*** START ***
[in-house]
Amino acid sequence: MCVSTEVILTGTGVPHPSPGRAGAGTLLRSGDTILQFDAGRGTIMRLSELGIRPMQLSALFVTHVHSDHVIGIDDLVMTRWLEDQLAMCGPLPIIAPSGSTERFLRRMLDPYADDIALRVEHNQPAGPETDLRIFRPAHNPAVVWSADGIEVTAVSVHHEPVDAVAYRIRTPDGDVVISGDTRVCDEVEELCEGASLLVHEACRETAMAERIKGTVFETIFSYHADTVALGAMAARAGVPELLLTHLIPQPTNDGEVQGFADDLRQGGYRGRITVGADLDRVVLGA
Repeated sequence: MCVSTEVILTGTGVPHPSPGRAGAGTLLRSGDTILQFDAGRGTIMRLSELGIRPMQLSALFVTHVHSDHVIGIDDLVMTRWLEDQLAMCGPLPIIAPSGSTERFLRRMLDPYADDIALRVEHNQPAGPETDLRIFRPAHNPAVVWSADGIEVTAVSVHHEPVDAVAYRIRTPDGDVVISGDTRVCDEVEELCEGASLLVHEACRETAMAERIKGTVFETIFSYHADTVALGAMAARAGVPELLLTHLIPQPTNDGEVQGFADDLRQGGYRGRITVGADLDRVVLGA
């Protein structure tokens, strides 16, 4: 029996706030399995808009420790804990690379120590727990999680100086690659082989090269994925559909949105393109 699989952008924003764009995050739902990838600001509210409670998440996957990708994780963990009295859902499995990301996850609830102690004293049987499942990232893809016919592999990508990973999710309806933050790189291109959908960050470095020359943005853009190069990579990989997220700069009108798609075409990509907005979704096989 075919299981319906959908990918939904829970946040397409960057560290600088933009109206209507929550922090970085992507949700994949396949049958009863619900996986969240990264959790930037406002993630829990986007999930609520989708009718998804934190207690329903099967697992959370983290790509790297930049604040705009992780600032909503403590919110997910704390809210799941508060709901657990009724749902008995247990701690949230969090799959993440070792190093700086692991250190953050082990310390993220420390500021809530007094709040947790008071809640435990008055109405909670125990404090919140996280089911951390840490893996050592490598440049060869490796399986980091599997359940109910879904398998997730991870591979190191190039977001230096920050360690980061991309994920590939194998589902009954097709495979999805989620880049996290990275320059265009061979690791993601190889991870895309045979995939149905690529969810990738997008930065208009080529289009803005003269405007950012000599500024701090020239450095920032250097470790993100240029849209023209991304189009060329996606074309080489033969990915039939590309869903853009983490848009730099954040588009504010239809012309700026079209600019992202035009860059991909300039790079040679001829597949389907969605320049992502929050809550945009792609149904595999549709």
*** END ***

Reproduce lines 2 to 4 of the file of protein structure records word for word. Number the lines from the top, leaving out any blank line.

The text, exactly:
Amino acid sequence: MCVSTEVILTGTGVPHPSPGRAGAGTLLRSGDTILQFDAGRGTIMRLSELGIRPMQLSALFVTHVHSDHVIGIDDLVMTRWLEDQLAMCGPLPIIAPSGSTERFLRRMLDPYADDIALRVEHNQPAGPETDLRIFRPAHNPAVVWSADGIEVTAVSVHHEPVDAVAYRIRTPDGDVVISGDTRVCDEVEELCEGASLLVHEACRETAMAERIKGTVFETIFSYHADTVALGAMAARAGVPELLLTHLIPQPTNDGEVQGFADDLRQGGYRGRITVGADLDRVVLGA
Repeated sequence: MCVSTEVILTGTGVPHPSPGRAGAGTLLRSGDTILQFDAGRGTIMRLSELGIRPMQLSALFVTHVHSDHVIGIDDLVMTRWLEDQLAMCGPLPIIAPSGSTERFLRRMLDPYADDIALRVEHNQPAGPETDLRIFRPAHNPAVVWSADGIEVTAVSVHHEPVDAVAYRIRTPDGDVVISGDTRVCDEVEELCEGASLLVHEACRETAMAERIKGTVFETIFSYHADTVALGAMAARAGVPELLLTHLIPQPTNDGEVQGFADDLRQGGYRGRITVGADLDRVVLGA
């Protein structure tokens, strides 16, 4: 029996706030399995808009420790804990690379120590727990999680100086690659082989090269994925559909949105393109 699989952008924003764009995050739902990838600001509210409670998440996957990708994780963990009295859902499995990301996850609830102690004293049987499942990232893809016919592999990508990973999710309806933050790189291109959908960050470095020359943005853009190069990579990989997220700069009108798609075409990509907005979704096989 075919299981319906959908990918939904829970946040397409960057560290600088933009109206209507929550922090970085992507949700994949396949049958009863619900996986969240990264959790930037406002993630829990986007999930609520989708009718998804934190207690329903099967697992959370983290790509790297930049604040705009992780600032909503403590919110997910704390809210799941508060709901657990009724749902008995247990701690949230969090799959993440070792190093700086692991250190953050082990310390993220420390500021809530007094709040947790008071809640435990008055109405909670125990404090919140996280089911951390840490893996050592490598440049060869490796399986980091599997359940109910879904398998997730991870591979190191190039977001230096920050360690980061991309994920590939194998589902009954097709495979999805989620880049996290990275320059265009061979690791993601190889991870895309045979995939149905690529969810990738997008930065208009080529289009803005003269405007950012000599500024701090020239450095920032250097470790993100240029849209023209991304189009060329996606074309080489033969990915039939590309869903853009983490848009730099954040588009504010239809012309700026079209600019992202035009860059991909300039790079040679001829597949389907969605320049992502929050809550945009792609149904595999549709």